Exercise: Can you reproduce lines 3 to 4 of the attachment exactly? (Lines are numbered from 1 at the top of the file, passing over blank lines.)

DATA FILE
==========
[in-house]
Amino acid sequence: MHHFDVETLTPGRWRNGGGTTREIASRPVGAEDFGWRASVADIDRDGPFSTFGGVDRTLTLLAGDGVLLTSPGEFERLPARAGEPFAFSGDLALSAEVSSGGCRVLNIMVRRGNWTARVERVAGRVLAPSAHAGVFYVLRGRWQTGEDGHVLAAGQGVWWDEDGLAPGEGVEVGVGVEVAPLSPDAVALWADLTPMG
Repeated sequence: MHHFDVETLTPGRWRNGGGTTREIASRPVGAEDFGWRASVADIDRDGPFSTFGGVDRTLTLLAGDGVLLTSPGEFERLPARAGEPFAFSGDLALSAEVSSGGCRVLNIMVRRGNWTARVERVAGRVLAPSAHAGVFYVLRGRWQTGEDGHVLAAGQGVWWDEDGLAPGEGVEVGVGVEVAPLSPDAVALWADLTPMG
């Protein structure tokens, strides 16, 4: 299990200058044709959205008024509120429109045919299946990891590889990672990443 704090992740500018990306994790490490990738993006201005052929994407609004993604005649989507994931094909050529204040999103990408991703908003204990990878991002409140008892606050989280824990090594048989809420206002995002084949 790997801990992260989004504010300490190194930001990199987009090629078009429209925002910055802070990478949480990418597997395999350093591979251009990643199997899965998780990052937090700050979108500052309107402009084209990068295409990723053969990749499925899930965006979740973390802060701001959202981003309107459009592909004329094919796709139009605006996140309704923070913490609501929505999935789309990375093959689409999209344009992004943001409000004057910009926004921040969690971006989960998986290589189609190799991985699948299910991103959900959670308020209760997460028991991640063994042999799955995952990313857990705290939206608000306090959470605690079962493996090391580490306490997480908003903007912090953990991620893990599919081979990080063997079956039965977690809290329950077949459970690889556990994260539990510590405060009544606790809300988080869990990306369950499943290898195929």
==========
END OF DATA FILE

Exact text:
Repeated sequence: MHHFDVETLTPGRWRNGGGTTREIASRPVGAEDFGWRASVADIDRDGPFSTFGGVDRTLTLLAGDGVLLTSPGEFERLPARAGEPFAFSGDLALSAEVSSGGCRVLNIMVRRGNWTARVERVAGRVLAPSAHAGVFYVLRGRWQTGEDGHVLAAGQGVWWDEDGLAPGEGVEVGVGVEVAPLSPDAVALWADLTPMG
């Protein structure tokens, strides 16, 4: 299990200058044709959205008024509120429109045919299946990891590889990672990443 704090992740500018990306994790490490990738993006201005052929994407609004993604005649989507994931094909050529204040999103990408991703908003204990990878991002409140008892606050989280824990090594048989809420206002995002084949 790997801990992260989004504010300490190194930001990199987009090629078009429209925002910055802070990478949480990418597997395999350093591979251009990643199997899965998780990052937090700050979108500052309107402009084209990068295409990723053969990749499925899930965006979740973390802060701001959202981003309107459009592909004329094919796709139009605006996140309704923070913490609501929505999935789309990375093959689409999209344009992004943001409000004057910009926004921040969690971006989960998986290589189609190799991985699948299910991103959900959670308020209760997460028991991640063994042999799955995952990313857990705290939206608000306090959470605690079962493996090391580490306490997480908003903007912090953990991620893990599919081979990080063997079956039965977690809290329950077949459970690889556990994260539990510590405060009544606790809300988080869990990306369950499943290898195929």